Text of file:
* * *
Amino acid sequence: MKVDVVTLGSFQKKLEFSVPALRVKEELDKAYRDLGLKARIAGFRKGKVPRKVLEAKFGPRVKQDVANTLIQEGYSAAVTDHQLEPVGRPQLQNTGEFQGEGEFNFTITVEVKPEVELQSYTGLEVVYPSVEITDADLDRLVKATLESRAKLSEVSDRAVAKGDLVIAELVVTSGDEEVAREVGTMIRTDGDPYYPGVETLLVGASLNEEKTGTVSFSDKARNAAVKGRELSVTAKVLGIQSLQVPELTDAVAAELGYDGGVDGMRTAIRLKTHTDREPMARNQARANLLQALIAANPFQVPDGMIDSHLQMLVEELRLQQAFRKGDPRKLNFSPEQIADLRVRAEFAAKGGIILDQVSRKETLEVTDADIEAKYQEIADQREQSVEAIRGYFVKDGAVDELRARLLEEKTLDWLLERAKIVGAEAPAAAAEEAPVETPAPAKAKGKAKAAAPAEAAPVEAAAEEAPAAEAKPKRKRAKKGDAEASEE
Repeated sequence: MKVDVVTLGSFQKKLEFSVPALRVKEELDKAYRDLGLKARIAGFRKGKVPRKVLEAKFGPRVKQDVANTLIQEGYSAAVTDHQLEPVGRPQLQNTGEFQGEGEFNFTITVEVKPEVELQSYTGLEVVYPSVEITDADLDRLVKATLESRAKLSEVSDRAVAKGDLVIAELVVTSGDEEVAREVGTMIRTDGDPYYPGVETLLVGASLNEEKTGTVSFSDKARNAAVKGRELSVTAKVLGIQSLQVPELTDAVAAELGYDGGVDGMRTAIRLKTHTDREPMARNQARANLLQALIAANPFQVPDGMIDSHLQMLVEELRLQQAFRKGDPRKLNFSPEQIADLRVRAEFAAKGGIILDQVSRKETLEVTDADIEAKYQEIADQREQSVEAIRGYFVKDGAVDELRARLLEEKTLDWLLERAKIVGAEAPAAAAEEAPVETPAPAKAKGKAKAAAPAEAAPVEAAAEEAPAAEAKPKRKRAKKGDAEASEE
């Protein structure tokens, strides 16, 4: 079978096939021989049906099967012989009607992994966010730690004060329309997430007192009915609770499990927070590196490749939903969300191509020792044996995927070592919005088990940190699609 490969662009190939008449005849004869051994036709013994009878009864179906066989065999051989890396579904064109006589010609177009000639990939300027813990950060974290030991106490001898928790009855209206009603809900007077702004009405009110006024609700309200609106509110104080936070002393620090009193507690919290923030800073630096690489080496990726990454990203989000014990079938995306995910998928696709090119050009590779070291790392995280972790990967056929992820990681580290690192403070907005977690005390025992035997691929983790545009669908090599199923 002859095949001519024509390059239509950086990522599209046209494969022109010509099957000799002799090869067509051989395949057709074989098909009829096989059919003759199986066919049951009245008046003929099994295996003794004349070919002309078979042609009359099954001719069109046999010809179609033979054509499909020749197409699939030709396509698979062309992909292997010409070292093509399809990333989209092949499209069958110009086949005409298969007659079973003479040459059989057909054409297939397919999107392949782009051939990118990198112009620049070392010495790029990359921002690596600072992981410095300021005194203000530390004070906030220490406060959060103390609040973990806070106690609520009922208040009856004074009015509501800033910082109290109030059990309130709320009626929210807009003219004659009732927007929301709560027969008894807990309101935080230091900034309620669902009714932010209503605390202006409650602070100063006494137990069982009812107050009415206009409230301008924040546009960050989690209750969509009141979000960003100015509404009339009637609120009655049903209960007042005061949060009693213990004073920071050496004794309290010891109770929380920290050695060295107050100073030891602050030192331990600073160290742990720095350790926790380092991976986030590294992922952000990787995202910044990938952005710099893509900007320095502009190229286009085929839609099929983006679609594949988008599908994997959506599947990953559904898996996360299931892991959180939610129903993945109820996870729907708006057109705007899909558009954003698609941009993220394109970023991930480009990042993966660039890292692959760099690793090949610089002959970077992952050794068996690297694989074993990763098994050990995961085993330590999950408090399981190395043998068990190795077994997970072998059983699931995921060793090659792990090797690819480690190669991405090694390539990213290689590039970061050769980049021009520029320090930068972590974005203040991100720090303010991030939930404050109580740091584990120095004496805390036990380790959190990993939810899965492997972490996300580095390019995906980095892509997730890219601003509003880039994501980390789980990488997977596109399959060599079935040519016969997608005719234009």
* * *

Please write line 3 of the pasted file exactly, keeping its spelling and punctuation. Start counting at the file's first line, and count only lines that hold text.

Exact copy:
């Protein structure tokens, strides 16, 4: 079978096939021989049906099967012989009607992994966010730690004060329309997430007192009915609770499990927070590196490749939903969300191509020792044996995927070592919005088990940190699609 490969662009190939008449005849004869051994036709013994009878009864179906066989065999051989890396579904064109006589010609177009000639990939300027813990950060974290030991106490001898928790009855209206009603809900007077702004009405009110006024609700309200609106509110104080936070002393620090009193507690919290923030800073630096690489080496990726990454990203989000014990079938995306995910998928696709090119050009590779070291790392995280972790990967056929992820990681580290690192403070907005977690005390025992035997691929983790545009669908090599199923 002859095949001519024509390059239509950086990522599209046209494969022109010509099957000799002799090869067509051989395949057709074989098909009829096989059919003759199986066919049951009245008046003929099994295996003794004349070919002309078979042609009359099954001719069109046999010809179609033979054509499909020749197409699939030709396509698979062309992909292997010409070292093509399809990333989209092949499209069958110009086949005409298969007659079973003479040459059989057909054409297939397919999107392949782009051939990118990198112009620049070392010495790029990359921002690596600072992981410095300021005194203000530390004070906030220490406060959060103390609040973990806070106690609520009922208040009856004074009015509501800033910082109290109030059990309130709320009626929210807009003219004659009732927007929301709560027969008894807990309101935080230091900034309620669902009714932010209503605390202006409650602070100063006494137990069982009812107050009415206009409230301008924040546009960050989690209750969509009141979000960003100015509404009339009637609120009655049903209960007042005061949060009693213990004073920071050496004794309290010891109770929380920290050695060295107050100073030891602050030192331990600073160290742990720095350790926790380092991976986030590294992922952000990787995202910044990938952005710099893509900007320095502009190229286009085929839609099929983006679609594949988008599908994997959506599947990953559904898996996360299931892991959180939610129903993945109820996870729907708006057109705007899909558009954003698609941009993220394109970023991930480009990042993966660039890292692959760099690793090949610089002959970077992952050794068996690297694989074993990763098994050990995961085993330590999950408090399981190395043998068990190795077994997970072998059983699931995921060793090659792990090797690819480690190669991405090694390539990213290689590039970061050769980049021009520029320090930068972590974005203040991100720090303010991030939930404050109580740091584990120095004496805390036990380790959190990993939810899965492997972490996300580095390019995906980095892509997730890219601003509003880039994501980390789980990488997977596109399959060599079935040519016969997608005719234009």